By: Sheila Kun RN, BSN, MS, CPN, FCCP
In order to understand diabetes, one must be very clear of the role of insulin and be familiar with the term insulin resistance. This week, we get to know how this very important hormone insulin works and when it does not work. The National Diabetes Information Clearing House offers the explanation below.
What is insulin?
Insulin is a hormone made in the pancreas. An organ located behind the stomach. The pancreas contains clusters of cells called islets. Beta cells within the islets make insulin and release it into the blood.
Insulin plays a major role in metabolism – the way the body uses digested food for energy. The digestive tract breaks down carbohydrates – sugars and starches found in many foods – into glucose. Glucose is a form of sugar that enters the bloodstream. With the help of insulin, cells throughout the body absorb glucose and use it for energy.
Insulin’s Role in Blood Glucose Control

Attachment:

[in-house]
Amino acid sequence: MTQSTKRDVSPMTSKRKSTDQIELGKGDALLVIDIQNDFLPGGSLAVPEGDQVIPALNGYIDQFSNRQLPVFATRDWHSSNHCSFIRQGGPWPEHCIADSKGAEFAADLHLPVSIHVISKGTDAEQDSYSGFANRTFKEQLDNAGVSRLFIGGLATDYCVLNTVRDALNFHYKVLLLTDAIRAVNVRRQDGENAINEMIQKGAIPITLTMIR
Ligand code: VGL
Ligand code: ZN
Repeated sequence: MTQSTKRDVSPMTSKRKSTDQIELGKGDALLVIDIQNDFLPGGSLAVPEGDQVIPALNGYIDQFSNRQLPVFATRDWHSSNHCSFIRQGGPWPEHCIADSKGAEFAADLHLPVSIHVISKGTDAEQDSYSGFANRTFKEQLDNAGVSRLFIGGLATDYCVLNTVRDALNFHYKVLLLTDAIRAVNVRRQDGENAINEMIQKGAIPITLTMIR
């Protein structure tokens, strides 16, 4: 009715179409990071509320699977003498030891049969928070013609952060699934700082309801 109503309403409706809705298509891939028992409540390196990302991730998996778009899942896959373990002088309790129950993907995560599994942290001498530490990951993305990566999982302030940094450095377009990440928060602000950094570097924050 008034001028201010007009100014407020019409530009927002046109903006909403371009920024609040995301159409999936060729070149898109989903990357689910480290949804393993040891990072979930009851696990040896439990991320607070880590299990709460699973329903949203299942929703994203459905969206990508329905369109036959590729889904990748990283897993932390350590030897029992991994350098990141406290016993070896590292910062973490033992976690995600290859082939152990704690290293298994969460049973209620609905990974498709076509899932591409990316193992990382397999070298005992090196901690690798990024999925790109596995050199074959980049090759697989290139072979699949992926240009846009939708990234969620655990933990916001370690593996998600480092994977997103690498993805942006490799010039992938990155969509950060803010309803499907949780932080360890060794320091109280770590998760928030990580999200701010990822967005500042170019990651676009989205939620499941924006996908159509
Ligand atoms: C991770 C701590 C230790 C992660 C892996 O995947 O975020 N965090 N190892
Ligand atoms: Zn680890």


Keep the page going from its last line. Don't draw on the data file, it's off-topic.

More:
When blood glucose levels rise after a meal, the pancreas releases insulin into the blood. Insulin and glucose then travel in the blood to cells throughout the body.
- Insulin helps muscle, fat, and liver cells absorb glucose from the bloodstream, lowering blood glucose levels.
- Insulin stimulates the liver and muscle tissue to store excess glucose. The sored form of glucose is called glycogen.
- Insulin also lowers blood glucose levels by reducing glucose production in the liver. In a healthy person, these functions allow blood glucose and insulin levels to remain in the normal range. The pancreas contains clusters of cells called islets. Beta cells within the islets make insulin and release it into the blood.
Your homework from the Care Ministry this week: review the information above one more time. Its understanding will help you to understand how your sugar is metabolized and stored.
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